Wind River has decided to give the main competitor for one of its tools exclusive distribution rights for its own product in a deal that could see The MathWorks decide to kill it off.
Wind River picked up the MatrixX products as the result of the company's acquisition of Integrated Systems in 2000. It and the The MathWorks' MatLab are derived from the same source code, with the result that the two tools have competed head-to-head since they became products. Both tools are widely used to develop control software for automotive and industrial systems.
However, Wind River has been a partner of The MathWorks since the mid-1990s and decided that its best interests would be served by first giving over exclusive distribution rights to The MathWorks. In two-and-half years, The MathWorks will have the option to buy MatrixX from Wind River and decide what to do with the tool.
Acknowledging that killing off MatrixX would be a possibility, Scot Morrison, vice president and general manager of industrial and automotive products for Wind River, said: "They could do that but, as the toolsets are fairly similar from the front-end through to documentation tools, they could do a blending. It wouldn't need a lot. We would hope that they take that tack and migrate customers in a uniform transition.
"The MathWorks has been a partner of Wind River's for some time and we have very complementary product lines. MatrixX was an exception to that.
"The MathWorks is focused on system design, particularly control systems. Wind River focuses just below that. We are driving for greater integration and aligning products and strategies."
Morrison said the competition between MatLab and MatrixX had led to a rash of new technologies being developed but "having two standards in the industry makes it less efficient for the customer.
"To bid for a contract often means having to use either one of the tools. The customer may prefer one of the tools but the contractor may use the other more heavily.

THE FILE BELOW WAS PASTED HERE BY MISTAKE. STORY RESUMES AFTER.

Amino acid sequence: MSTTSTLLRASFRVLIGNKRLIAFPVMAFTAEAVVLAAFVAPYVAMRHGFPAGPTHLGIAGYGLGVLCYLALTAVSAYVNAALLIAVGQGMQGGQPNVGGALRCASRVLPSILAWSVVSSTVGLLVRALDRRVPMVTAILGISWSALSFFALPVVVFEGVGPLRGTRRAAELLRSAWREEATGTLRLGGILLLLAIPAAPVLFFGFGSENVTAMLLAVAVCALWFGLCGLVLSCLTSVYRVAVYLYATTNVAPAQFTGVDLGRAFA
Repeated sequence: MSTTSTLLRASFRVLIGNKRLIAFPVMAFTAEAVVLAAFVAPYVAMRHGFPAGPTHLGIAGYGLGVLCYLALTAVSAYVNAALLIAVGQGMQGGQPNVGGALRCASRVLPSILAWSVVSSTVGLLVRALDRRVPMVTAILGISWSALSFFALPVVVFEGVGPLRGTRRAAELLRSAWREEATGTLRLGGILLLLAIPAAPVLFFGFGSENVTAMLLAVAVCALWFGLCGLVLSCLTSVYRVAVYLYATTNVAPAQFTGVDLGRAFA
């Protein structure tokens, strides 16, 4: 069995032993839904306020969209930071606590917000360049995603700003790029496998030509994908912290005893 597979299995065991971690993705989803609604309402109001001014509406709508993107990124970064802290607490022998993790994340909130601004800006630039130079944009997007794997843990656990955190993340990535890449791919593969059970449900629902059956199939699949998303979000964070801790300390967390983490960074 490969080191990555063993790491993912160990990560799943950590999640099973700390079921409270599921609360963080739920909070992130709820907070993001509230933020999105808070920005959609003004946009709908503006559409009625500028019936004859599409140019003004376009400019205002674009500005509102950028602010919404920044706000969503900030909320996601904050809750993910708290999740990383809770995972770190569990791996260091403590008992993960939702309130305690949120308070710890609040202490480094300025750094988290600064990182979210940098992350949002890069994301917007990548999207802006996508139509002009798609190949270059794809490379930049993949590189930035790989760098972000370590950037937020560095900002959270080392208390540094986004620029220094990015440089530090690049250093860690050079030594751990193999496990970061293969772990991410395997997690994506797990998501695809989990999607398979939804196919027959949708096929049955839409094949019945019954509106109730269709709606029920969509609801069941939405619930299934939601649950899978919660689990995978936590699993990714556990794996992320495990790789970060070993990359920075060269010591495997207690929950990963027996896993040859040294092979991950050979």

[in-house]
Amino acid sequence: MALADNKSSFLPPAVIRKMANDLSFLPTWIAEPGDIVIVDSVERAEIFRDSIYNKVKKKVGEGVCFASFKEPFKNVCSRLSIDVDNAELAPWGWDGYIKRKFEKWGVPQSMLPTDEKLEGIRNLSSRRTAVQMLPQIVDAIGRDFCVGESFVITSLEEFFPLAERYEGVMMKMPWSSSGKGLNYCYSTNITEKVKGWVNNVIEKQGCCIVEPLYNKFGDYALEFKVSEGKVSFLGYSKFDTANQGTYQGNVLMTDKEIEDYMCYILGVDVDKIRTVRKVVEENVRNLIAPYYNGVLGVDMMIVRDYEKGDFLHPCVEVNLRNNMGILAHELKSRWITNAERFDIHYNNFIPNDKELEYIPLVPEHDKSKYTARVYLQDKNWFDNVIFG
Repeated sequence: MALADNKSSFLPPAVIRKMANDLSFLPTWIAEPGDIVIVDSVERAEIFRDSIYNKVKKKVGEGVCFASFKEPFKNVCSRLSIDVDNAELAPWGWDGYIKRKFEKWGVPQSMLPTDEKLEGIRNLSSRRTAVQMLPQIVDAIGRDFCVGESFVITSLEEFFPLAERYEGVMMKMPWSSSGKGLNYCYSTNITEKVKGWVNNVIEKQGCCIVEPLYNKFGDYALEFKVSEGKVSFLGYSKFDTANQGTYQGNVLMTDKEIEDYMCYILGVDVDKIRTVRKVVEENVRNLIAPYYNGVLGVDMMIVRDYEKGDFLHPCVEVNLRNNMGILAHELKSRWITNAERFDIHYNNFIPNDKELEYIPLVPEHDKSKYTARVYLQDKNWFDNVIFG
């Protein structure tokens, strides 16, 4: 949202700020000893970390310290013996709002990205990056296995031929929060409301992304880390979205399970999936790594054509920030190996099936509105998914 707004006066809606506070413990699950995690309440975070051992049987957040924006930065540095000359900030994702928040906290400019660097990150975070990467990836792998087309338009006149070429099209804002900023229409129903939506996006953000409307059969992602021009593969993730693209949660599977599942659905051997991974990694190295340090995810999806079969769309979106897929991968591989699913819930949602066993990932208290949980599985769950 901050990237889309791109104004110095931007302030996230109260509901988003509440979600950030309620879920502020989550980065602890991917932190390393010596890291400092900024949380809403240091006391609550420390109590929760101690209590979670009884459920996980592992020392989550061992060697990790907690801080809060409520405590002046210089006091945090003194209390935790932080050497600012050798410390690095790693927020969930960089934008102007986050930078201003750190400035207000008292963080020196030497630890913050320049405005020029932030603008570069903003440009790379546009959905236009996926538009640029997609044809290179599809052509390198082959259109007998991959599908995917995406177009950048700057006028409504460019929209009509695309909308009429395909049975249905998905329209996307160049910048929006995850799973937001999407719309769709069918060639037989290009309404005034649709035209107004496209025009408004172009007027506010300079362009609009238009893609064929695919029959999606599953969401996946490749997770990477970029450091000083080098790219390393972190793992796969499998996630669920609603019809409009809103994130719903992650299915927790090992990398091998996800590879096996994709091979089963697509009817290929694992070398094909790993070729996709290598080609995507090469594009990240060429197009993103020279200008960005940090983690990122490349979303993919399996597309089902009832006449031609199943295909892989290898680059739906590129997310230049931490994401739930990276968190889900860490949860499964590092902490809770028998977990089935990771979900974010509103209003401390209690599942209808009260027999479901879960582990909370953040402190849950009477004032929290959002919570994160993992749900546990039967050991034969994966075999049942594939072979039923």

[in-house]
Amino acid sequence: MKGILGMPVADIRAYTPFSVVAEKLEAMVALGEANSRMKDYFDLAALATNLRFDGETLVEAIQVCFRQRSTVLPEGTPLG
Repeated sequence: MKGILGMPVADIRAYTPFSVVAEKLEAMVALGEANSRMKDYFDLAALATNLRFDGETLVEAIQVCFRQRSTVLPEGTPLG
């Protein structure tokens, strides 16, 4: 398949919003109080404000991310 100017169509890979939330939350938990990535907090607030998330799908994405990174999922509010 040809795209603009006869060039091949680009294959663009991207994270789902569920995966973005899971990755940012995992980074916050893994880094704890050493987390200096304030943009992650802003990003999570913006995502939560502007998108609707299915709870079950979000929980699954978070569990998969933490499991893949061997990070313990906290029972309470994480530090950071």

"The competition has driven innovation but has driven them to be of a similar nature."
The MathWorks will take on MatrixX as well as its ancillary tools, such as SystemBuild, which is used to build and test control algorithms. The BetterState software, which adds support for statecharts and has been in development for a couple of years, will be added to the upcoming major release of MatrixX, version 7.0. That release which is expected to be the last major revision of the toolset.
"By completing the 7.0 release, the next major version would be expected next year anyway," said Morrison, adding that this would be the point at which customers would transition.
"This is a customer focused approach. We have given one year's warning and two years to transition," he added.
Morrison said Wind River will keep the rights to the underlying statechart technology in BetterState.
"It is not a heavyweight tool like MatrixX and we want to keep the capability so that we can use it as a programming tool in Tornado."
Morrison said the decision to give up MatrixX was driven by Wind River's desire to keep its work with The MathWorks moving forward.
"If something limits our ability to work with a market leader, we may have to make a decision like this," he said.
"[MatrixX] was limiting our ability to get closer although nobody backed away from anything they had done."
At the Society of Automotive Engineers Conference in Detroit next week (5 March), Wind River and The MathWorks will take the wraps off a system that generates control code for targets running OSEKWorks, Wind River's implementation of the OSEK automotive operating system.